“Life in a Day” is filled with moments that are hilarious (a woman yelling at her husband for being “longwinded” while he quotes Walt Whitman) and gruesome (a cow getting slaughtered, a blood fountaining from its slit throat) and heartbreaking (an upbeat Australian man, frail and in a hospital bed, talking about his heart surgery) – a truly technological, kaleidoscopic look at the lives we live. If there’s one thing you can take away from the film, without being too schmaltzy, is how similar we really all are; it doesn’t matter if you’re a Ukrainian goat herder or a fifteen-year-old American boy shaving for the first time. Without a single stitch of computer generated embroidery or movie star swagger, “Life in a Day,” even while compiled of some occasionally crummy looking footage, is easily one of the more jaw dropping movies in the theaters this summer. Uncannily pieced together by Macdonald, the film is poignant, gorgeous, and totally now.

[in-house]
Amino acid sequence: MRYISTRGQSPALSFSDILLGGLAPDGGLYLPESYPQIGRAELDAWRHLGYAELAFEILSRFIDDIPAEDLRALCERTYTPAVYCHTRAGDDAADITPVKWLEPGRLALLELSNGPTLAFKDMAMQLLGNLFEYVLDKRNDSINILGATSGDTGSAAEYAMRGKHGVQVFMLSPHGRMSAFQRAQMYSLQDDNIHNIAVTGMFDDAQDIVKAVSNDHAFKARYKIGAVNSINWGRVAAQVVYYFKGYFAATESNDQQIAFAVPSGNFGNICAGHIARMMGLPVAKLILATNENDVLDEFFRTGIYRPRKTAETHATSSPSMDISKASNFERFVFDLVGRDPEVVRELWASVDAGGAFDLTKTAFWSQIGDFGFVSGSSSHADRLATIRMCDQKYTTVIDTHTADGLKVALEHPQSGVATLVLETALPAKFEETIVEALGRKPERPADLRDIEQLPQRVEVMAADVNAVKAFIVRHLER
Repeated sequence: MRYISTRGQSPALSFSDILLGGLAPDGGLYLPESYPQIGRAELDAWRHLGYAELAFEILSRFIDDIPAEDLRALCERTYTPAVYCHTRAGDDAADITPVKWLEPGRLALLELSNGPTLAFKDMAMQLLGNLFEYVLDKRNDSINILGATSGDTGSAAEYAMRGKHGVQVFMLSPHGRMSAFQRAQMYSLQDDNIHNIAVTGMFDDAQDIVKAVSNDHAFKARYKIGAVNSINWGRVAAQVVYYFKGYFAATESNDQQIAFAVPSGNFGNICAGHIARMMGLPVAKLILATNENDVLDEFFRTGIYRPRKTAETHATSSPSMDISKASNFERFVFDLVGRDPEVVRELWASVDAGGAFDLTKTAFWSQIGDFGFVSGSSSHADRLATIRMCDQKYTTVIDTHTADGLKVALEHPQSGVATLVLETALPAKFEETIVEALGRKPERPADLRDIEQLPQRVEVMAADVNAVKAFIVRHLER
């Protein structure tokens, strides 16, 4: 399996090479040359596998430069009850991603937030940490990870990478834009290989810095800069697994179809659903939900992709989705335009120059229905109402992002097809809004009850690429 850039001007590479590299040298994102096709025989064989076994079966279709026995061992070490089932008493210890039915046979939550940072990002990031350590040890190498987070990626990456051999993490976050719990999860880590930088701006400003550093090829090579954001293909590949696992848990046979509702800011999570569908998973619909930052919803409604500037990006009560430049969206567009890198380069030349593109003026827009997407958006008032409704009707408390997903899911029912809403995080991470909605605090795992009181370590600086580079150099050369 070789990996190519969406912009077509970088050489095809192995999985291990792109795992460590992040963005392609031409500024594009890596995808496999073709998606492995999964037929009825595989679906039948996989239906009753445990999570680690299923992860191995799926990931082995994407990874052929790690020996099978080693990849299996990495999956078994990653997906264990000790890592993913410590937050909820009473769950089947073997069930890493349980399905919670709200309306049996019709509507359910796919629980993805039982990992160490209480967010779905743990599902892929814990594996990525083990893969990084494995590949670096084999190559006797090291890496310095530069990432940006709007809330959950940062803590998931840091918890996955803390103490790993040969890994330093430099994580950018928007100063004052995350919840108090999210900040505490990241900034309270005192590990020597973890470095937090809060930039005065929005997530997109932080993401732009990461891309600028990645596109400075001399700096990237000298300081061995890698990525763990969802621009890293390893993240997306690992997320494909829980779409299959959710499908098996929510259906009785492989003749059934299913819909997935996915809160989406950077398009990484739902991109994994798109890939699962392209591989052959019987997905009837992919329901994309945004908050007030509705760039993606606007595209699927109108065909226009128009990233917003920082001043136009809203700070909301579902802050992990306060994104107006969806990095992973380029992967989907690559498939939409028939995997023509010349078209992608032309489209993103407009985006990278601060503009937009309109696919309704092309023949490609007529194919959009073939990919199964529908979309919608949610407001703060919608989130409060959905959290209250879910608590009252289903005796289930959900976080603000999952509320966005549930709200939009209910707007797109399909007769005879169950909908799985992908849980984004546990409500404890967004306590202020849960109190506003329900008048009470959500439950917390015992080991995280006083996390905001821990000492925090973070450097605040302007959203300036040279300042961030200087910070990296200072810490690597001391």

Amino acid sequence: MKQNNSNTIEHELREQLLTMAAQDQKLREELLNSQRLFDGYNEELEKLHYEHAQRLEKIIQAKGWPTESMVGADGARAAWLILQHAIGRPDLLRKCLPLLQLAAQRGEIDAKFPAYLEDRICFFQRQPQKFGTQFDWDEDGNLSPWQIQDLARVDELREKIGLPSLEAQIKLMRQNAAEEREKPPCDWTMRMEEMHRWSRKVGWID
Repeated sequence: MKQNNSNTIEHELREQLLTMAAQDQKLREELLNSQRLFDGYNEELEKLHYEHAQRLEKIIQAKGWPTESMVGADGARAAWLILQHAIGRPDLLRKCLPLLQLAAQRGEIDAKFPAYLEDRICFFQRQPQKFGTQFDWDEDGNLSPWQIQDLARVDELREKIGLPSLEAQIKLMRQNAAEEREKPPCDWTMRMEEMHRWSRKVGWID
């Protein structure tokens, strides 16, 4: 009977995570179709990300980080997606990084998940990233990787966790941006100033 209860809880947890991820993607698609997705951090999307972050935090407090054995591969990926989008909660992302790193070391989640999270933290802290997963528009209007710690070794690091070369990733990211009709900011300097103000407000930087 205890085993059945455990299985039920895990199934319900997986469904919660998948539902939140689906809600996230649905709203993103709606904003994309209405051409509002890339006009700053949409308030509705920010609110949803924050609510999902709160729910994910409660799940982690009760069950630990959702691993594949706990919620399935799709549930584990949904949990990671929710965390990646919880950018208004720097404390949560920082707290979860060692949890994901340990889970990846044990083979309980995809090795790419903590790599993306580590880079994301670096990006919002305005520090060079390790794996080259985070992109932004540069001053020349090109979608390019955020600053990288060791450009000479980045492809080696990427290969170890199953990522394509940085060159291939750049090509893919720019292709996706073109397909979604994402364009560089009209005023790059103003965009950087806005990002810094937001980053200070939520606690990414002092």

Every action movie requires momentum and Fred Cavayé‘s “Point Blank” has plenty to spare. The French director’s second feature after “Anything for Her,” Cavayé only sporadically pauses to recharge and enlivens individual scenes with the spastic energy of a theme park ride. An impressive feat that relies on distraction rather than fancy effects, “Point Blank” makes it easy to get swept up and forget that it’s a very sweaty retread that’s been done many times before.
The Playlist: C-
“French thriller” is one of those phrases, like “German chocolate” and “Swedish pop record,” that inspires enthusiastic excitement even when, perhaps, it shouldn’t. Take, for example, this week’s “Point Blank,” directed by Fred Cavayé (whose “Pour Elle” was remade as Paul Haggis’ pitiable “The Next Three Days”), which from the outset seemed to carry with it all the trademarks of a great French thriller – energetic, stylish, edgy. It’s being marketed as the next “Tell No One,” Guillaume Canet‘s massive crossover hit. But unlike that film, “Point Blank” isn’t based on a best selling American novel and also, it’s just not very good.
"The Devil's Double"